Perhaps the most important thing we bring to another person is the silence in us, not the sort of silence that is filled with unspoken criticism or hard withdrawal. The sort of silence that is a place of refuge, of rest, of acceptance of someone as they are. We are all hungry for this other silence. It is hard to find. In its presence we can remember something beyond the moment, a strength on which to build a life. Silence is a place of great power and healing.
I have a friend named Barbara who is the most popular person I know. She is invited to every party, brunch, or girl’s day out. When she is out at a social gathering, she is the person people gather around. If I’m out with another friend we’ll turn to each other and say, “Let’s call Barbara.” She brings with her a quiet grace that comforts us, she discerns the strengths in us that even we don’t know we have, she recognizes our secret talents and emboldens us. She is a cancer survivor many times over and her serene courage is solace for our own fears. She is our wishing well, our reflecting pool, our place of sanctuary. She listens. Don't get me wrong, she's not timid or retiring, she's a Texas southern belle and she defines fiesty. She just does not need to draw attention to herself, it is effortlessly drawn to her like a weary traveler to the welcoming glow of a lamp in a familiar window.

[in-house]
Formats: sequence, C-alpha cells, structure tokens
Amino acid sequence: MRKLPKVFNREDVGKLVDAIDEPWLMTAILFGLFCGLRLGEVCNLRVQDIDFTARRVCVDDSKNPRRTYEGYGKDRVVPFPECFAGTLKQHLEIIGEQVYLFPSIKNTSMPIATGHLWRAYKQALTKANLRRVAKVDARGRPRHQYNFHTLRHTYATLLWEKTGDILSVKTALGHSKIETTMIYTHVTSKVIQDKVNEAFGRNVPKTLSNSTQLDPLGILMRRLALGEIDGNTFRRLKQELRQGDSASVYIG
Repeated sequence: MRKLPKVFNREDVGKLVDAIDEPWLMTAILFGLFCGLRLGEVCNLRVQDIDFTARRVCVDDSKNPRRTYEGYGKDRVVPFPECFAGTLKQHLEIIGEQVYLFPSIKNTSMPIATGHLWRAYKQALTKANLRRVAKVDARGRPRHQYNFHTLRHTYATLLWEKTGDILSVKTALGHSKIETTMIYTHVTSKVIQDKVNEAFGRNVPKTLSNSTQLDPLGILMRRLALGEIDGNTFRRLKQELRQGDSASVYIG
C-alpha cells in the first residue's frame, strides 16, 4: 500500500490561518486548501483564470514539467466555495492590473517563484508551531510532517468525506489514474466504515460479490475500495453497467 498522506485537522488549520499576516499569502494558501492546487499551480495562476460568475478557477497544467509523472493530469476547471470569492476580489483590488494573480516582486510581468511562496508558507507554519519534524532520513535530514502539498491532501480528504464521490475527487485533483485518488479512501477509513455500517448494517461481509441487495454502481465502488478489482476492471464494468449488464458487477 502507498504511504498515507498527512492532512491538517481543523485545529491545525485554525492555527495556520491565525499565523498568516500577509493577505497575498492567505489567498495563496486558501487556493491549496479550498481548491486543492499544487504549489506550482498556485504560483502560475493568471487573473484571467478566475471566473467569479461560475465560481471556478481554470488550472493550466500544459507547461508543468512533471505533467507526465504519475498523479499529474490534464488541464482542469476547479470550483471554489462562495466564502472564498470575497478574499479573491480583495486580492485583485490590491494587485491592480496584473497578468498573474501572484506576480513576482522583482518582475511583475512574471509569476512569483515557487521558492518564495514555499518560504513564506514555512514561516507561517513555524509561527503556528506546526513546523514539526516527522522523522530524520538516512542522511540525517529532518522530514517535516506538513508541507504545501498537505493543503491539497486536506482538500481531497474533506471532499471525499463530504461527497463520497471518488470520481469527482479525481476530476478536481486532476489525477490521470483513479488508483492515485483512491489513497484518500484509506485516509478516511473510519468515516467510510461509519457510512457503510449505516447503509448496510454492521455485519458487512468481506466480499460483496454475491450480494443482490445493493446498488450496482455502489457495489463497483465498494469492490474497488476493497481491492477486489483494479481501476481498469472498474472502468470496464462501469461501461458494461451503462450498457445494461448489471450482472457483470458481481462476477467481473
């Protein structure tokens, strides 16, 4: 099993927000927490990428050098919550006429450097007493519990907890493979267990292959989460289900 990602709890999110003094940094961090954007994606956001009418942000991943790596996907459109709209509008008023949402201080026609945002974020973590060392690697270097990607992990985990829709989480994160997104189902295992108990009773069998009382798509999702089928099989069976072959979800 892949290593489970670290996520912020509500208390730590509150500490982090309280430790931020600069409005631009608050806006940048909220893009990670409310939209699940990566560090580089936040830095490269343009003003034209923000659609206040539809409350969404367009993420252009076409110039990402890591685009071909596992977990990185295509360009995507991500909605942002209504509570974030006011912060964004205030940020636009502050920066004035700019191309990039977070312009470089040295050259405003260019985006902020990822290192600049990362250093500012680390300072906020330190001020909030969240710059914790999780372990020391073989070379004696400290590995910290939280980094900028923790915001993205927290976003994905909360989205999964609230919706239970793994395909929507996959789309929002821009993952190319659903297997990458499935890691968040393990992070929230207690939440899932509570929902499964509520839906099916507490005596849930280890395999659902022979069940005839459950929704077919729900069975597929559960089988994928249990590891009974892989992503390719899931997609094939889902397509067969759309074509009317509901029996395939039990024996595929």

There were several responses to my “Giddy-Up” blog on the mmabser’s list. The responses reflected a fear that I was very familiar with, the fear of losing the perception I had of myself if I quit drinking. The self that was the life of the party, the confident, outgoing self. The chatty, funny self. The self that was the” lampshade on head” center of dubious attention. The self I had created with the help of alcohol to disguise or camouflage my real self. I remembered my real self as unsure, awkward, and withdrawn. The shrinking violet. The wallflower. Now I have to wonder if during my formative years when I started drinking, I managed to drown a self that could have matured into a woman of quiet grace like Barbara. A woman who has the respect and genuine affection of others instead of the momentary fleeting attention forced by an “in your face,” desperate brashness. Can that quiet, caring, sincere self be resuscitated? I hope so. I’m sure as heck going to try because she’s worth saving.
So today I’m out there doing my best to put on my listening ears and become a place of quiet grace for myself and others.